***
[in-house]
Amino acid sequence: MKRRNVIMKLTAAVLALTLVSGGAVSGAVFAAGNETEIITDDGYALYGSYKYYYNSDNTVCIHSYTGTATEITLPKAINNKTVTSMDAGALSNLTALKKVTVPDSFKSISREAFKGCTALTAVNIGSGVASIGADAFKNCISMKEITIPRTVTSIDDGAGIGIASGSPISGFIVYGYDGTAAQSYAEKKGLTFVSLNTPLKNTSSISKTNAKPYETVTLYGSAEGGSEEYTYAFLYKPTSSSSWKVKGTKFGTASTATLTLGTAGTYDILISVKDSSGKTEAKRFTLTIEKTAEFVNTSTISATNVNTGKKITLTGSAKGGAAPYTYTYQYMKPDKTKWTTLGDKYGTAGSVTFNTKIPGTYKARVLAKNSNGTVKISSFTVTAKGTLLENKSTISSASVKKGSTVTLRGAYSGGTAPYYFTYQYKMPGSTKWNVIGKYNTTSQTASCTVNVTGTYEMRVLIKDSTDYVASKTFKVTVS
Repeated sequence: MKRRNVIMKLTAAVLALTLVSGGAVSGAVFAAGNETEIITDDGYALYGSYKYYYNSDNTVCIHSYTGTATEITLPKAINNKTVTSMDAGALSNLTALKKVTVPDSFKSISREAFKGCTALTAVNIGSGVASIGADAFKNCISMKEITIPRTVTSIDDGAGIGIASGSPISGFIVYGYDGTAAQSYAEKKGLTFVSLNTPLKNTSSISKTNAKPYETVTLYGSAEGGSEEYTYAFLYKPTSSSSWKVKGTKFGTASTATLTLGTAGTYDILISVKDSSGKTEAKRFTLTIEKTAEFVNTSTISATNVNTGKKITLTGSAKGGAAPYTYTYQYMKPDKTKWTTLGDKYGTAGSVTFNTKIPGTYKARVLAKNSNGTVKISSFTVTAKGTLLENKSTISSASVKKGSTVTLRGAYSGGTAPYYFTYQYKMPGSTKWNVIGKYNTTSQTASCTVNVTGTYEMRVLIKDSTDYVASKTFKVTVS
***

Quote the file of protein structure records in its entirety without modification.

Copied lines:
[in-house]
Amino acid sequence: MKRRNVIMKLTAAVLALTLVSGGAVSGAVFAAGNETEIITDDGYALYGSYKYYYNSDNTVCIHSYTGTATEITLPKAINNKTVTSMDAGALSNLTALKKVTVPDSFKSISREAFKGCTALTAVNIGSGVASIGADAFKNCISMKEITIPRTVTSIDDGAGIGIASGSPISGFIVYGYDGTAAQSYAEKKGLTFVSLNTPLKNTSSISKTNAKPYETVTLYGSAEGGSEEYTYAFLYKPTSSSSWKVKGTKFGTASTATLTLGTAGTYDILISVKDSSGKTEAKRFTLTIEKTAEFVNTSTISATNVNTGKKITLTGSAKGGAAPYTYTYQYMKPDKTKWTTLGDKYGTAGSVTFNTKIPGTYKARVLAKNSNGTVKISSFTVTAKGTLLENKSTISSASVKKGSTVTLRGAYSGGTAPYYFTYQYKMPGSTKWNVIGKYNTTSQTASCTVNVTGTYEMRVLIKDSTDYVASKTFKVTVS
Repeated sequence: MKRRNVIMKLTAAVLALTLVSGGAVSGAVFAAGNETEIITDDGYALYGSYKYYYNSDNTVCIHSYTGTATEITLPKAINNKTVTSMDAGALSNLTALKKVTVPDSFKSISREAFKGCTALTAVNIGSGVASIGADAFKNCISMKEITIPRTVTSIDDGAGIGIASGSPISGFIVYGYDGTAAQSYAEKKGLTFVSLNTPLKNTSSISKTNAKPYETVTLYGSAEGGSEEYTYAFLYKPTSSSSWKVKGTKFGTASTATLTLGTAGTYDILISVKDSSGKTEAKRFTLTIEKTAEFVNTSTISATNVNTGKKITLTGSAKGGAAPYTYTYQYMKPDKTKWTTLGDKYGTAGSVTFNTKIPGTYKARVLAKNSNGTVKISSFTVTAKGTLLENKSTISSASVKKGSTVTLRGAYSGGTAPYYFTYQYKMPGSTKWNVIGKYNTTSQTASCTVNVTGTYEMRVLIKDSTDYVASKTFKVTVS